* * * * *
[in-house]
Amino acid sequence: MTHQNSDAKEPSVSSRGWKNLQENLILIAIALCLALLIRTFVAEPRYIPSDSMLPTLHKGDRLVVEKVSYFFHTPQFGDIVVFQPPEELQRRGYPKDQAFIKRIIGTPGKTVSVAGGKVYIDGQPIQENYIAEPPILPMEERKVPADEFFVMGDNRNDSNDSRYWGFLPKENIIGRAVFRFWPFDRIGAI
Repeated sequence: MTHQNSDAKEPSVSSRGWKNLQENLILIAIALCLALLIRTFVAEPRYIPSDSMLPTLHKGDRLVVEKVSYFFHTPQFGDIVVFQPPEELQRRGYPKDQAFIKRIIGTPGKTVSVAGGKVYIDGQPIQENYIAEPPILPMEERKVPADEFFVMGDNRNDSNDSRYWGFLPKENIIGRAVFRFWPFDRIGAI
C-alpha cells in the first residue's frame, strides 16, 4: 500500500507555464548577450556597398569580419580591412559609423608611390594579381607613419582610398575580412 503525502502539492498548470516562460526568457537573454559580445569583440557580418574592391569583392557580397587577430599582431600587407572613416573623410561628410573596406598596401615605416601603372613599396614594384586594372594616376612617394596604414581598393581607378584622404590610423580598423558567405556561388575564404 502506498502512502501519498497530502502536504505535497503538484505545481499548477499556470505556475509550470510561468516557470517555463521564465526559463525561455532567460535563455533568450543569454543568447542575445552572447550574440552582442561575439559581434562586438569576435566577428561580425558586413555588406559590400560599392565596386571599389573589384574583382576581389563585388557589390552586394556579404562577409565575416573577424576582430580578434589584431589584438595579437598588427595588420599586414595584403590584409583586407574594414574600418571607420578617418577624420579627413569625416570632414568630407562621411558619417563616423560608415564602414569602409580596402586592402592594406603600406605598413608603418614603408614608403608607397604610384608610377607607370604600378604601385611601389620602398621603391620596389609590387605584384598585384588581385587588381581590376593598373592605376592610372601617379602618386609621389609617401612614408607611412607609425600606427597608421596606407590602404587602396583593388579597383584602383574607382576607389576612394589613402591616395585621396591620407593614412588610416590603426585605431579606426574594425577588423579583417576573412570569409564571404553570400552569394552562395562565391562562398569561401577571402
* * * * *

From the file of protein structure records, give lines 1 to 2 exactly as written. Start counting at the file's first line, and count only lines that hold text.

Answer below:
[in-house]
Amino acid sequence: MTHQNSDAKEPSVSSRGWKNLQENLILIAIALCLALLIRTFVAEPRYIPSDSMLPTLHKGDRLVVEKVSYFFHTPQFGDIVVFQPPEELQRRGYPKDQAFIKRIIGTPGKTVSVAGGKVYIDGQPIQENYIAEPPILPMEERKVPADEFFVMGDNRNDSNDSRYWGFLPKENIIGRAVFRFWPFDRIGAI